My second 'a-ha' moment was when I was still in England, doing my houseman training (postgraduate medical training phase similar to internship in Canada) I took care of a gentleman with a spinal cord injury. I thought it was fascinating. Obviously it wasn't good that he had a spinal cord injury but in terms of the physiology and all the things we could potentially help him with, I think that was really interesting to me and very satisfying work.

What is telehealth?

Telehealth is a variety of methods for enhancing health care, public health and health education delivery and support using telecommunications technologies.

Telehealth includes video conferencing or two-way audiovisual communications that allow for interaction between a patient, caregivers and health-care providers for counseling or a range of diagnosis and management discussions in chronic disease monitoring.

Remote patient monitoring using digital technologies to collect health data from an individual and electronically transmitting that information to a health-care provider in a different location for assessment, is another example of telehealth. It can help individuals manage their health at home in their own community, without physically needing to travel to a provider's location.

Telehealth also includes applications of mobile health such as broadcasting physical or occupational therapy exercises or public health educational programs that can be accessed through mobile communication devices such as cell phones and tablets.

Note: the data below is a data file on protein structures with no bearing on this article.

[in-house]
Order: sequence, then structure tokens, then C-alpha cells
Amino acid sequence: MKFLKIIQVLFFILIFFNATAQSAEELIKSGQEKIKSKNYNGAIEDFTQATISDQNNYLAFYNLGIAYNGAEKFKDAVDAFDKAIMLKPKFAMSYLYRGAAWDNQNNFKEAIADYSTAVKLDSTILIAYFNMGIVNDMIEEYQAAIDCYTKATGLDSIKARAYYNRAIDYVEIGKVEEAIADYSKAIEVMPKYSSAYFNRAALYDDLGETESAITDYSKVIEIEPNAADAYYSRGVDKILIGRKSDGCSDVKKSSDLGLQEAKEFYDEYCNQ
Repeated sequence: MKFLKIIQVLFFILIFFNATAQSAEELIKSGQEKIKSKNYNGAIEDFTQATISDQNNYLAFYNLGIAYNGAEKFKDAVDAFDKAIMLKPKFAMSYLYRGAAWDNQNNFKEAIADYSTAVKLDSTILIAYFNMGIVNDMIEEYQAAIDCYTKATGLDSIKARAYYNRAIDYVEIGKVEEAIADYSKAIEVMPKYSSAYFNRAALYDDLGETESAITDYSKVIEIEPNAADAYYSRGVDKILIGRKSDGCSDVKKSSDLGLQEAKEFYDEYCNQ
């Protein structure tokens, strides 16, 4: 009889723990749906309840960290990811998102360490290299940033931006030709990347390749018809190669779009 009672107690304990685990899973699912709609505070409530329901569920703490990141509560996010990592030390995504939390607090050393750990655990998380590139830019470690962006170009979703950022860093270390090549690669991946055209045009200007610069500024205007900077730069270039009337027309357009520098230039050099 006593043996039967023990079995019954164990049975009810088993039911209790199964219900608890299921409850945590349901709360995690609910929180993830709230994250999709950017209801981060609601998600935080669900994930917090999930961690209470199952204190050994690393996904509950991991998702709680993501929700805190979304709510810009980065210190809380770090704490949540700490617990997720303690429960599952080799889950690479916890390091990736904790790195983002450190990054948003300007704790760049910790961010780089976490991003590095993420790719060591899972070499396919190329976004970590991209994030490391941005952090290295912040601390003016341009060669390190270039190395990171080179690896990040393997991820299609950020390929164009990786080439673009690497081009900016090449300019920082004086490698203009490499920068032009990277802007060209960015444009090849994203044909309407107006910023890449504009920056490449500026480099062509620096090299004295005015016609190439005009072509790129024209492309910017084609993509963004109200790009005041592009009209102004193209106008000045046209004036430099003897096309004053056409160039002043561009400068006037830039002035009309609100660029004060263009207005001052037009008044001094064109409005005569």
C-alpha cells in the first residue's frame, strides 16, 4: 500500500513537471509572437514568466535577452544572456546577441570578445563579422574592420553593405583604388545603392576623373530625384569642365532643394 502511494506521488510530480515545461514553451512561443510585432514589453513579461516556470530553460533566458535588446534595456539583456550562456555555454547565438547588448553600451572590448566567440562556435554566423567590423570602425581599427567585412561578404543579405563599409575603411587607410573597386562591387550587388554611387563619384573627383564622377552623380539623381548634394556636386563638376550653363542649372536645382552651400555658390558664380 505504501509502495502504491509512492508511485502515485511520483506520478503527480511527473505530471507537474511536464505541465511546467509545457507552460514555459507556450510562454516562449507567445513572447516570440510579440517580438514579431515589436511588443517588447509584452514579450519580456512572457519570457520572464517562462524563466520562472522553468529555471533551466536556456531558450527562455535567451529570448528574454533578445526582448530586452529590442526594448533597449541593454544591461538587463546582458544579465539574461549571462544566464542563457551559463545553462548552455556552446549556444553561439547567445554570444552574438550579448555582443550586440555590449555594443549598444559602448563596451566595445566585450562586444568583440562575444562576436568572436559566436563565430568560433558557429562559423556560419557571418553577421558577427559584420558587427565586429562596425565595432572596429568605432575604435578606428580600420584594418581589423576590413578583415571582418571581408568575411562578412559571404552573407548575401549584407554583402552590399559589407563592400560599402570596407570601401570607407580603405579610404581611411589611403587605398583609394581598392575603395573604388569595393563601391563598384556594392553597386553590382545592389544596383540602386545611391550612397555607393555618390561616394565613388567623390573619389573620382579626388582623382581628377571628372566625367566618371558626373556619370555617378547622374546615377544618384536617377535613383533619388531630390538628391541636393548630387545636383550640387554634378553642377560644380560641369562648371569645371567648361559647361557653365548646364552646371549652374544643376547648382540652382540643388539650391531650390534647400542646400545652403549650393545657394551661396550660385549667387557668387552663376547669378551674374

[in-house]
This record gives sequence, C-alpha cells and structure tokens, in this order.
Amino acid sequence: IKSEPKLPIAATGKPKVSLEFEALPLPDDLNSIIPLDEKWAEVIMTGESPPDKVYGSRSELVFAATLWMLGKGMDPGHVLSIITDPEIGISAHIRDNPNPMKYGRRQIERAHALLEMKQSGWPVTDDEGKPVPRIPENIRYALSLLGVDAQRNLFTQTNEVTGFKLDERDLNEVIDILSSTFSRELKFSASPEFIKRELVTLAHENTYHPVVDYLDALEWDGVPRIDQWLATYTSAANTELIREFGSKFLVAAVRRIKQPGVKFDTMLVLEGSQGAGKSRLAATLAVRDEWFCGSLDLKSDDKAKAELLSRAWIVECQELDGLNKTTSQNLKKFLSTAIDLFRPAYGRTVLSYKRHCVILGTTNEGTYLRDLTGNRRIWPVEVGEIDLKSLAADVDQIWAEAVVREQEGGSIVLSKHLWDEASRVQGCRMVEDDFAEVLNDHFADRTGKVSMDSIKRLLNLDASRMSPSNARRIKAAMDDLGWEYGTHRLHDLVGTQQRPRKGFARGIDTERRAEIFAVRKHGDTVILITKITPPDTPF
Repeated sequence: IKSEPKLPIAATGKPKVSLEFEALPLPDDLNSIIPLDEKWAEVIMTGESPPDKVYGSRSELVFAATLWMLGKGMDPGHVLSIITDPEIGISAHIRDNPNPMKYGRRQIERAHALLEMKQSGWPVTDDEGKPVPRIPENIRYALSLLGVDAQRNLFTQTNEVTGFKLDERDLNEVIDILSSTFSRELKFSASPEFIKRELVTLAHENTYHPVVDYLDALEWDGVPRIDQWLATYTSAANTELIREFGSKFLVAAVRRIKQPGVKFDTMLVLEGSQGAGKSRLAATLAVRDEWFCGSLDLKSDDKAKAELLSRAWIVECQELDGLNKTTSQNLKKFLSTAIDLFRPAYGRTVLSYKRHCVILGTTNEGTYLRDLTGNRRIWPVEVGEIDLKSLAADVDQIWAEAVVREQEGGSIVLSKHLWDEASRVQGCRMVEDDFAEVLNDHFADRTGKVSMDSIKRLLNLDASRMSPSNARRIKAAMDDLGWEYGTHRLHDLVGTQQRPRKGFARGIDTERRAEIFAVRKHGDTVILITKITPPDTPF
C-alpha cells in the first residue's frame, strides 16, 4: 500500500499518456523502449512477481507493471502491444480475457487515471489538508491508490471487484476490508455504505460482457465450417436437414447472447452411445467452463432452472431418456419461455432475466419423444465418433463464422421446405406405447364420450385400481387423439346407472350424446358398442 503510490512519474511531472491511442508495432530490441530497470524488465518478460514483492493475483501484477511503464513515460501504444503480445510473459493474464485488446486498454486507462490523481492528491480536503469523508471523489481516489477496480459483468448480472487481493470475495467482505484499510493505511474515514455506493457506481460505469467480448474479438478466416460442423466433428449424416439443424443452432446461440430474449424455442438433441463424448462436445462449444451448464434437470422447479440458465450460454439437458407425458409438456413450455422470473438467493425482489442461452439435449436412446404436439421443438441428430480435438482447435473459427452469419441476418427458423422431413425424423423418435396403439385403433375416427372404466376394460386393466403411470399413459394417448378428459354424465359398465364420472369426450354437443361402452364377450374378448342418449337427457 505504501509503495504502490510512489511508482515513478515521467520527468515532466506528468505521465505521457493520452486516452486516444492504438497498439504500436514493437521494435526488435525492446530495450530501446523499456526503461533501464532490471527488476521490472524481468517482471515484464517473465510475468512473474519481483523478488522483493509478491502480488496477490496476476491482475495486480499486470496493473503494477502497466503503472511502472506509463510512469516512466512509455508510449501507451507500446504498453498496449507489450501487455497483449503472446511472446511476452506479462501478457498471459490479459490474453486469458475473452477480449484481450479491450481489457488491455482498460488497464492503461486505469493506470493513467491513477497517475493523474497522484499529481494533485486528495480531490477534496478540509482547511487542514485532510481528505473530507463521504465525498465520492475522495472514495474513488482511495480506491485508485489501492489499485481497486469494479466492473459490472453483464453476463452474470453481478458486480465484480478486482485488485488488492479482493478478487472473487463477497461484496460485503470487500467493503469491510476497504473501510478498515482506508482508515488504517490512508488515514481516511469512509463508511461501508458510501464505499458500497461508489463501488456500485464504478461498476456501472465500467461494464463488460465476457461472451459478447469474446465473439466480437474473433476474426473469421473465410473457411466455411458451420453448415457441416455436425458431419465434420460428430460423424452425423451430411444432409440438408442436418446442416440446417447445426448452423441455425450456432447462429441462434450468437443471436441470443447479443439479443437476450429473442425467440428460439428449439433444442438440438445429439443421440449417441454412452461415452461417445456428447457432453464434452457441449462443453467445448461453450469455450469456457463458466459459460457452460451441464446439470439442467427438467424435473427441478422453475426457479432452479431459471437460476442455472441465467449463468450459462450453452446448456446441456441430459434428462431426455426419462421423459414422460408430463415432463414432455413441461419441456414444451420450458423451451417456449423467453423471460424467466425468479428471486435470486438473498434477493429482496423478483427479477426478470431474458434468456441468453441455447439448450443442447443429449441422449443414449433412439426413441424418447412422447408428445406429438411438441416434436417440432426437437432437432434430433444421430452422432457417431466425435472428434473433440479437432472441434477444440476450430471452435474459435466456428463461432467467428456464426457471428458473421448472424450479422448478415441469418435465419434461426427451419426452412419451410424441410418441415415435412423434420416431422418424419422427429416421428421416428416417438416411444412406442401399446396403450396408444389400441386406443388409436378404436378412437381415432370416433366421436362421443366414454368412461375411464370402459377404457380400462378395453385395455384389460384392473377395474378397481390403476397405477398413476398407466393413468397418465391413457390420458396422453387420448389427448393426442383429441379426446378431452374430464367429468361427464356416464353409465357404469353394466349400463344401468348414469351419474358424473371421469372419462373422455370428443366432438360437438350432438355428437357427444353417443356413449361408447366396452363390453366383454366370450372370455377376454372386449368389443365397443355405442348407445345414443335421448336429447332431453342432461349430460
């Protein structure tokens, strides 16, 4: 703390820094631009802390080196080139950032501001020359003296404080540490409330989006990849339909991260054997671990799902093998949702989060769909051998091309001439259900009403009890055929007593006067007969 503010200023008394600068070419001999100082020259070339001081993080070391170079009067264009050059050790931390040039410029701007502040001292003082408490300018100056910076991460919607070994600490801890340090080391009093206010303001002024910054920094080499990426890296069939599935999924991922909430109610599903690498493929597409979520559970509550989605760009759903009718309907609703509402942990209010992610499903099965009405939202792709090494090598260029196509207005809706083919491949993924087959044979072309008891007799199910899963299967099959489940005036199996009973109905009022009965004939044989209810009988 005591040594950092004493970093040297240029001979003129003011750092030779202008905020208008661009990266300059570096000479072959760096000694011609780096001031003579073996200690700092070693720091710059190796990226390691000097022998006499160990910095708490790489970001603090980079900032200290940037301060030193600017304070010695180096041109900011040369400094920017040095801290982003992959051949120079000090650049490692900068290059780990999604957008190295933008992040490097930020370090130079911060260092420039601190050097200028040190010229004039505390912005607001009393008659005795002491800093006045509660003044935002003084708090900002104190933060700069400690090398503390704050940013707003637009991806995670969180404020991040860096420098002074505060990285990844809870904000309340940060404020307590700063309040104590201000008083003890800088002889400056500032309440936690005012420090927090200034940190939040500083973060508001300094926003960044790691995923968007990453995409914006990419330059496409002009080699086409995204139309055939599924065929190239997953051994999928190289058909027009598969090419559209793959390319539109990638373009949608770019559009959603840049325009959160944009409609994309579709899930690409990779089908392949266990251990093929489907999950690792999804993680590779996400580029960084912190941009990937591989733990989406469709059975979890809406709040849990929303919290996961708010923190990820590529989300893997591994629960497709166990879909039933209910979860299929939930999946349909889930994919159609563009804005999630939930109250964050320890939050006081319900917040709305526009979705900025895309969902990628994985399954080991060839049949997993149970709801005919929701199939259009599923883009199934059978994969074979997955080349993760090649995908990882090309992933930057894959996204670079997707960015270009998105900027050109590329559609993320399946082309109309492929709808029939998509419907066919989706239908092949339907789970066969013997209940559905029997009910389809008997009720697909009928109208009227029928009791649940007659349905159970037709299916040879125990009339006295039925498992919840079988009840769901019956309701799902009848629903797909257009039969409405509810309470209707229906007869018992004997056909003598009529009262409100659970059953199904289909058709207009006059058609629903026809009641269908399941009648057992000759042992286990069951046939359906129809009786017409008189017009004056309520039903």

See Alberta Health Services website for more information about telehealth.

During my Physical Medicine and Rehabilitation residency at Harvard Medical School, my first rotation was in spinal cord rehab and it was clear to me that I wanted to focus my career in that direction.

What potential do you see in the application of telehealth to spinal cord rehabilitation with the delivery of care to Alberta patients?

I see telehealth as a great tool to provide better access to the specialists for people that do not live in urban centres. For instance, here in Alberta, we know that two-thirds of people with spinal cord injuries live around Calgary and Edmonton but the other third live in rural areas. That's a sizable population and yet we don't really have much in terms of specialized care and programs for people with spinal cord injuries living outside of urban centres.

Telehealth can provide better access but it also can be used to broadcast mass education to various sites simultaneously and be used as a way to connect and interact during consultations and facilitate discharge. Telehealth does transition the care more easily and allow the patients and family members to be brought together in conversation.

In the United States, we used telehealth a lot in Veteran Affairs medical centres. In Alberta, we have great telehealth infrastructure through Alberta Health Services and I can totally see us taking advantage of that and building from it to benefit our patients even more. In fact, that is one of my main interests, to develop a network system of care for people with spinal cord injury in the province.